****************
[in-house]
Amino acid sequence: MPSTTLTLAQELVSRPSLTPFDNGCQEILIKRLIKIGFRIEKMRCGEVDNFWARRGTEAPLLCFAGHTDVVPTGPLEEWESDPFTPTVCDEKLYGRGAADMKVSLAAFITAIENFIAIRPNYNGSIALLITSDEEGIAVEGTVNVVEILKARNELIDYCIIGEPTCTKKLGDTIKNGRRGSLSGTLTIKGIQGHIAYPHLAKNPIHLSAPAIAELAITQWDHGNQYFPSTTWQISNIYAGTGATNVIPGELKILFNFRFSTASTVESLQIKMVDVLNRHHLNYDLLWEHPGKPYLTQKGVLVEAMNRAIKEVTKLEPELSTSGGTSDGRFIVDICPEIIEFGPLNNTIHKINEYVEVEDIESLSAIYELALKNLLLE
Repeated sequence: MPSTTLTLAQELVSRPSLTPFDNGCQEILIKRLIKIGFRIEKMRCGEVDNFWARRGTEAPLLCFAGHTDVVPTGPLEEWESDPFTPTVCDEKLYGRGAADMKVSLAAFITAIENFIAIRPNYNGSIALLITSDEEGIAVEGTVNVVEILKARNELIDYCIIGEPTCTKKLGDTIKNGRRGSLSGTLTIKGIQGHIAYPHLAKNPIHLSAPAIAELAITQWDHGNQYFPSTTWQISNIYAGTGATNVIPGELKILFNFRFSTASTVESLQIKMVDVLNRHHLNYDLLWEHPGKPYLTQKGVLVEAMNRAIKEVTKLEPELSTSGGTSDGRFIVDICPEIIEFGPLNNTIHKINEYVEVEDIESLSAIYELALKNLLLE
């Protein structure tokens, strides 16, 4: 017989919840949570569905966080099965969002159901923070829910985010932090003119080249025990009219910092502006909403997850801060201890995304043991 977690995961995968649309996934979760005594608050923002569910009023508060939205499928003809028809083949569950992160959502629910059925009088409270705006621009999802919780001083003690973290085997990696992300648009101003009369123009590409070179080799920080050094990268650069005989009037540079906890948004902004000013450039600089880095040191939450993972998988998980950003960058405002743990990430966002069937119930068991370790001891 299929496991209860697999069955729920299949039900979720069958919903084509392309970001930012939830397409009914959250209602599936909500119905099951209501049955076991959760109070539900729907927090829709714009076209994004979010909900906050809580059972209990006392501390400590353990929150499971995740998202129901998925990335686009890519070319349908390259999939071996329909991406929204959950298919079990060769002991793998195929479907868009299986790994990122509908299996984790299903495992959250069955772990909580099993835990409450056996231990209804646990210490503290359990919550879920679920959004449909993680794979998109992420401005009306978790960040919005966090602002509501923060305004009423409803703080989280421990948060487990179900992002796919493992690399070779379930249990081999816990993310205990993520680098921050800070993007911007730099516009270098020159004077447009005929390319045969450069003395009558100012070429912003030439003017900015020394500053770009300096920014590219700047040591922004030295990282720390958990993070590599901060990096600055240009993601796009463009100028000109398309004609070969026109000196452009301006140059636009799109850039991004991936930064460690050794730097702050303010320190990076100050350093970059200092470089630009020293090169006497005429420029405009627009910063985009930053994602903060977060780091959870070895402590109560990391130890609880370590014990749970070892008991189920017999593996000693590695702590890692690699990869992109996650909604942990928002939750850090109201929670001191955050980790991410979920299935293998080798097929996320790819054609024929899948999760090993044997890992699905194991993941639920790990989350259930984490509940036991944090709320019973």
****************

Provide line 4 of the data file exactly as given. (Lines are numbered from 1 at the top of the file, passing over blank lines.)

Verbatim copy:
């Protein structure tokens, strides 16, 4: 017989919840949570569905966080099965969002159901923070829910985010932090003119080249025990009219910092502006909403997850801060201890995304043991 977690995961995968649309996934979760005594608050923002569910009023508060939205499928003809028809083949569950992160959502629910059925009088409270705006621009999802919780001083003690973290085997990696992300648009101003009369123009590409070179080799920080050094990268650069005989009037540079906890948004902004000013450039600089880095040191939450993972998988998980950003960058405002743990990430966002069937119930068991370790001891 299929496991209860697999069955729920299949039900979720069958919903084509392309970001930012939830397409009914959250209602599936909500119905099951209501049955076991959760109070539900729907927090829709714009076209994004979010909900906050809580059972209990006392501390400590353990929150499971995740998202129901998925990335686009890519070319349908390259999939071996329909991406929204959950298919079990060769002991793998195929479907868009299986790994990122509908299996984790299903495992959250069955772990909580099993835990409450056996231990209804646990210490503290359990919550879920679920959004449909993680794979998109992420401005009306978790960040919005966090602002509501923060305004009423409803703080989280421990948060487990179900992002796919493992690399070779379930249990081999816990993310205990993520680098921050800070993007911007730099516009270098020159004077447009005929390319045969450069003395009558100012070429912003030439003017900015020394500053770009300096920014590219700047040591922004030295990282720390958990993070590599901060990096600055240009993601796009463009100028000109398309004609070969026109000196452009301006140059636009799109850039991004991936930064460690050794730097702050303010320190990076100050350093970059200092470089630009020293090169006497005429420029405009627009910063985009930053994602903060977060780091959870070895402590109560990391130890609880370590014990749970070892008991189920017999593996000693590695702590890692690699990869992109996650909604942990928002939750850090109201929670001191955050980790991410979920299935293998080798097929996320790819054609024929899948999760090993044997890992699905194991993941639920790990989350259930984490509940036991944090709320019973």